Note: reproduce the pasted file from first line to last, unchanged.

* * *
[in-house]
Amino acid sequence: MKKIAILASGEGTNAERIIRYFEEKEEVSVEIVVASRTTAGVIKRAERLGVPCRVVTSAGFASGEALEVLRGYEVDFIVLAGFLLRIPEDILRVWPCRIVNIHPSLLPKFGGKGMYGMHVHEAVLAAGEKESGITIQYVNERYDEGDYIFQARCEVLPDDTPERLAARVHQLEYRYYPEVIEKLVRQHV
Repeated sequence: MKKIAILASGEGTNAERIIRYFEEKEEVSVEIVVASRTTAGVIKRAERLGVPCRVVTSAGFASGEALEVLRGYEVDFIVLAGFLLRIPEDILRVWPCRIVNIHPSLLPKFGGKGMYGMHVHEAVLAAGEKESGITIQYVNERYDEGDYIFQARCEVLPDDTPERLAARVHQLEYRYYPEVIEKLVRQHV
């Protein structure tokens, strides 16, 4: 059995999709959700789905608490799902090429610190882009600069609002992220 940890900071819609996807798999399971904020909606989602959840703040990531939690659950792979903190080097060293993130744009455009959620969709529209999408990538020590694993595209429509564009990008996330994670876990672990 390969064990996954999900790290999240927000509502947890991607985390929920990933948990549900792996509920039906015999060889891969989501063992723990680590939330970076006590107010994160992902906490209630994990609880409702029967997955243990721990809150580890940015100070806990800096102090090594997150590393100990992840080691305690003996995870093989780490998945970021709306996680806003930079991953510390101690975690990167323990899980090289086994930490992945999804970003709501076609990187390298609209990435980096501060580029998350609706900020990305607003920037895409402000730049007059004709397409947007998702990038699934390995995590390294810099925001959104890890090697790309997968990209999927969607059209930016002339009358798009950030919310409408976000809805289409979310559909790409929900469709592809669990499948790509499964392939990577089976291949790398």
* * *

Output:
[in-house]
Amino acid sequence: MKKIAILASGEGTNAERIIRYFEEKEEVSVEIVVASRTTAGVIKRAERLGVPCRVVTSAGFASGEALEVLRGYEVDFIVLAGFLLRIPEDILRVWPCRIVNIHPSLLPKFGGKGMYGMHVHEAVLAAGEKESGITIQYVNERYDEGDYIFQARCEVLPDDTPERLAARVHQLEYRYYPEVIEKLVRQHV
Repeated sequence: MKKIAILASGEGTNAERIIRYFEEKEEVSVEIVVASRTTAGVIKRAERLGVPCRVVTSAGFASGEALEVLRGYEVDFIVLAGFLLRIPEDILRVWPCRIVNIHPSLLPKFGGKGMYGMHVHEAVLAAGEKESGITIQYVNERYDEGDYIFQARCEVLPDDTPERLAARVHQLEYRYYPEVIEKLVRQHV
């Protein structure tokens, strides 16, 4: 059995999709959700789905608490799902090429610190882009600069609002992220 940890900071819609996807798999399971904020909606989602959840703040990531939690659950792979903190080097060293993130744009455009959620969709529209999408990538020590694993595209429509564009990008996330994670876990672990 390969064990996954999900790290999240927000509502947890991607985390929920990933948990549900792996509920039906015999060889891969989501063992723990680590939330970076006590107010994160992902906490209630994990609880409702029967997955243990721990809150580890940015100070806990800096102090090594997150590393100990992840080691305690003996995870093989780490998945970021709306996680806003930079991953510390101690975690990167323990899980090289086994930490992945999804970003709501076609990187390298609209990435980096501060580029998350609706900020990305607003920037895409402000730049007059004709397409947007998702990038699934390995995590390294810099925001959104890890090697790309997968990209999927969607059209930016002339009358798009950030919310409408976000809805289409979310559909790409929900469709592809669990499948790509499964392939990577089976291949790398």